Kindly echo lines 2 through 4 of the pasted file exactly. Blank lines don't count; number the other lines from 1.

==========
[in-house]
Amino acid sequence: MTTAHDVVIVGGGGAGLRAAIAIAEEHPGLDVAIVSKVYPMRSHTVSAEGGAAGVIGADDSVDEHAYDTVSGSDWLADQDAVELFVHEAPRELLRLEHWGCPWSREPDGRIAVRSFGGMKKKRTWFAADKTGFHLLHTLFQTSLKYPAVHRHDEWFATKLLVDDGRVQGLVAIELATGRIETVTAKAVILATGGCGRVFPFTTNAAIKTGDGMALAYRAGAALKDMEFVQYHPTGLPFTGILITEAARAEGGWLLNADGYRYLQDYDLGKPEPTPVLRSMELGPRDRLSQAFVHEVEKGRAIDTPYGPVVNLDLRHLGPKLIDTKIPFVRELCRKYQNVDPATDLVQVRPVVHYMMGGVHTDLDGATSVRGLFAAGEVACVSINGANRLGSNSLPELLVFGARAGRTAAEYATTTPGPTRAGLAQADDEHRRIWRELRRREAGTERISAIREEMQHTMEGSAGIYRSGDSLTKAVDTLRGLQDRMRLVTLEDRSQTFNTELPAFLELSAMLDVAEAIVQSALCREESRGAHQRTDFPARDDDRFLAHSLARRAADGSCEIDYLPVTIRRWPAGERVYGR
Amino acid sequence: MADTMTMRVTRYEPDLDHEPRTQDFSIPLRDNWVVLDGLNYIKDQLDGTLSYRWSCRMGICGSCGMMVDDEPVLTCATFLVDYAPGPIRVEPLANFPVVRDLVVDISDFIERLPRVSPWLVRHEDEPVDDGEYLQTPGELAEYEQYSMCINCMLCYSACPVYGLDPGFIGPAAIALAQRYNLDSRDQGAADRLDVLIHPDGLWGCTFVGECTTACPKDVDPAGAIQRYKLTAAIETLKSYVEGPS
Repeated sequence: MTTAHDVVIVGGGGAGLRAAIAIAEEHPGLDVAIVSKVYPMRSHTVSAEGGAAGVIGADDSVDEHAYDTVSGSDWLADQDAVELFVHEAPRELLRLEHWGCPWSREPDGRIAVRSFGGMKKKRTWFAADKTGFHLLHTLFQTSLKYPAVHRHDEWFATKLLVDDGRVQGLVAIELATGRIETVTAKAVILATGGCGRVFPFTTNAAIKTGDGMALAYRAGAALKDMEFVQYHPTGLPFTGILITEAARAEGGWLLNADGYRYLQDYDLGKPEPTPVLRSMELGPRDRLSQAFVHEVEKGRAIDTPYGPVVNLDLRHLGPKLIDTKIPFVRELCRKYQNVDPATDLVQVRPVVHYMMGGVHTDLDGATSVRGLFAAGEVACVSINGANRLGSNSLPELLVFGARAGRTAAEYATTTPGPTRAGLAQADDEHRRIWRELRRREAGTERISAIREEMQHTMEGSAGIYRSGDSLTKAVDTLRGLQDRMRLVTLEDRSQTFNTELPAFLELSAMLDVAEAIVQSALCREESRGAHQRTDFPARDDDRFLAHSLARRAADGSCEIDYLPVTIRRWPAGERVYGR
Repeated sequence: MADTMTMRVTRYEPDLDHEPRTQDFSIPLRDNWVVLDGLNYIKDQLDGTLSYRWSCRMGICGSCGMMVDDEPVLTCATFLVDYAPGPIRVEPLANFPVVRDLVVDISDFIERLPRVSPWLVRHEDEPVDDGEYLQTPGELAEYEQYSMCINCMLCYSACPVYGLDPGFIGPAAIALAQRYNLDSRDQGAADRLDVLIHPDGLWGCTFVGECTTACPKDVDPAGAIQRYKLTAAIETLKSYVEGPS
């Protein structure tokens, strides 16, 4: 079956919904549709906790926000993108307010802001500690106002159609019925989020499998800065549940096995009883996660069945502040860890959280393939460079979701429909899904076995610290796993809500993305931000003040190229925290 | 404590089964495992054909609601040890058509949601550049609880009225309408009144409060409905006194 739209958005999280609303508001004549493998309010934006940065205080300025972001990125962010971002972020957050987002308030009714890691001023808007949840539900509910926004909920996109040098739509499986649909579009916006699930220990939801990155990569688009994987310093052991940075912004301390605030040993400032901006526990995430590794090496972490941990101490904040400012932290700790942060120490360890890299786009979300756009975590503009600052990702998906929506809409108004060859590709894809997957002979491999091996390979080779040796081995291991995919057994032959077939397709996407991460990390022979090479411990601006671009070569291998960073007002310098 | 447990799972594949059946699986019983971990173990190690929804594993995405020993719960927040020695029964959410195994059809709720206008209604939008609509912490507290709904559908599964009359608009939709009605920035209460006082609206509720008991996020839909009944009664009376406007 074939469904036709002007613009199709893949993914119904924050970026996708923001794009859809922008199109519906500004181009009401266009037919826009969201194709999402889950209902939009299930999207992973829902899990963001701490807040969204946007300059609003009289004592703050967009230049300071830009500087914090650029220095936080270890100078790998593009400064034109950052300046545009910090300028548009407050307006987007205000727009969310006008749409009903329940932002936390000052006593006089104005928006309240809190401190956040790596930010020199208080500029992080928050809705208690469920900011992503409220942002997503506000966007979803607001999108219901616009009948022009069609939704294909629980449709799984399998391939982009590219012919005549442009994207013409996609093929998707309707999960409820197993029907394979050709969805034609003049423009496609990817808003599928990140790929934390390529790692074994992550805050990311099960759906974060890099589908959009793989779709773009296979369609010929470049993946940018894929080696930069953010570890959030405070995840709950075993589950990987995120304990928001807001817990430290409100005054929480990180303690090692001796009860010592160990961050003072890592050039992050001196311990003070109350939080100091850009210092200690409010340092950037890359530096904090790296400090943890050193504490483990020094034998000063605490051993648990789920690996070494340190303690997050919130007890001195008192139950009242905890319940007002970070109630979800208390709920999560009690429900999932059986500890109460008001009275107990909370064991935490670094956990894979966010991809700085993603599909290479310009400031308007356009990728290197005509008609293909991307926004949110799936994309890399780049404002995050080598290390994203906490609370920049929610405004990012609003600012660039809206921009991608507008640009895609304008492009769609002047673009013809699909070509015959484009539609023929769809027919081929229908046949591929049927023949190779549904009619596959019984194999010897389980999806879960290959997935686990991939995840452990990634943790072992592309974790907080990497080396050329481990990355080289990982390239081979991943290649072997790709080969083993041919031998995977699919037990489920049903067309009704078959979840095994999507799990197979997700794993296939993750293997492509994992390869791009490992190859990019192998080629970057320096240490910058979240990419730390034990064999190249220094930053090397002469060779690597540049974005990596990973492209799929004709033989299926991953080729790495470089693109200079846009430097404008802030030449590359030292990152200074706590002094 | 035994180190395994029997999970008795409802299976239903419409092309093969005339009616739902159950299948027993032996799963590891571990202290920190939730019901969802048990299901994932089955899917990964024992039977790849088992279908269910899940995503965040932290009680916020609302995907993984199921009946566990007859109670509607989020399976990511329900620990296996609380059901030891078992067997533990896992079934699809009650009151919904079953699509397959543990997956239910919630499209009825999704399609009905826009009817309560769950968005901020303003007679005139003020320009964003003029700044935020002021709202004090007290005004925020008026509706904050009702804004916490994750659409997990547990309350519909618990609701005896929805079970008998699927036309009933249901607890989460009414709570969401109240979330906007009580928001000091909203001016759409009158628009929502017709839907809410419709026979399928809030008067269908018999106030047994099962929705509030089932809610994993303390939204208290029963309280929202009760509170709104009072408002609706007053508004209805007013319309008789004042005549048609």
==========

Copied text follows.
Amino acid sequence: MTTAHDVVIVGGGGAGLRAAIAIAEEHPGLDVAIVSKVYPMRSHTVSAEGGAAGVIGADDSVDEHAYDTVSGSDWLADQDAVELFVHEAPRELLRLEHWGCPWSREPDGRIAVRSFGGMKKKRTWFAADKTGFHLLHTLFQTSLKYPAVHRHDEWFATKLLVDDGRVQGLVAIELATGRIETVTAKAVILATGGCGRVFPFTTNAAIKTGDGMALAYRAGAALKDMEFVQYHPTGLPFTGILITEAARAEGGWLLNADGYRYLQDYDLGKPEPTPVLRSMELGPRDRLSQAFVHEVEKGRAIDTPYGPVVNLDLRHLGPKLIDTKIPFVRELCRKYQNVDPATDLVQVRPVVHYMMGGVHTDLDGATSVRGLFAAGEVACVSINGANRLGSNSLPELLVFGARAGRTAAEYATTTPGPTRAGLAQADDEHRRIWRELRRREAGTERISAIREEMQHTMEGSAGIYRSGDSLTKAVDTLRGLQDRMRLVTLEDRSQTFNTELPAFLELSAMLDVAEAIVQSALCREESRGAHQRTDFPARDDDRFLAHSLARRAADGSCEIDYLPVTIRRWPAGERVYGR
Amino acid sequence: MADTMTMRVTRYEPDLDHEPRTQDFSIPLRDNWVVLDGLNYIKDQLDGTLSYRWSCRMGICGSCGMMVDDEPVLTCATFLVDYAPGPIRVEPLANFPVVRDLVVDISDFIERLPRVSPWLVRHEDEPVDDGEYLQTPGELAEYEQYSMCINCMLCYSACPVYGLDPGFIGPAAIALAQRYNLDSRDQGAADRLDVLIHPDGLWGCTFVGECTTACPKDVDPAGAIQRYKLTAAIETLKSYVEGPS
Repeated sequence: MTTAHDVVIVGGGGAGLRAAIAIAEEHPGLDVAIVSKVYPMRSHTVSAEGGAAGVIGADDSVDEHAYDTVSGSDWLADQDAVELFVHEAPRELLRLEHWGCPWSREPDGRIAVRSFGGMKKKRTWFAADKTGFHLLHTLFQTSLKYPAVHRHDEWFATKLLVDDGRVQGLVAIELATGRIETVTAKAVILATGGCGRVFPFTTNAAIKTGDGMALAYRAGAALKDMEFVQYHPTGLPFTGILITEAARAEGGWLLNADGYRYLQDYDLGKPEPTPVLRSMELGPRDRLSQAFVHEVEKGRAIDTPYGPVVNLDLRHLGPKLIDTKIPFVRELCRKYQNVDPATDLVQVRPVVHYMMGGVHTDLDGATSVRGLFAAGEVACVSINGANRLGSNSLPELLVFGARAGRTAAEYATTTPGPTRAGLAQADDEHRRIWRELRRREAGTERISAIREEMQHTMEGSAGIYRSGDSLTKAVDTLRGLQDRMRLVTLEDRSQTFNTELPAFLELSAMLDVAEAIVQSALCREESRGAHQRTDFPARDDDRFLAHSLARRAADGSCEIDYLPVTIRRWPAGERVYGR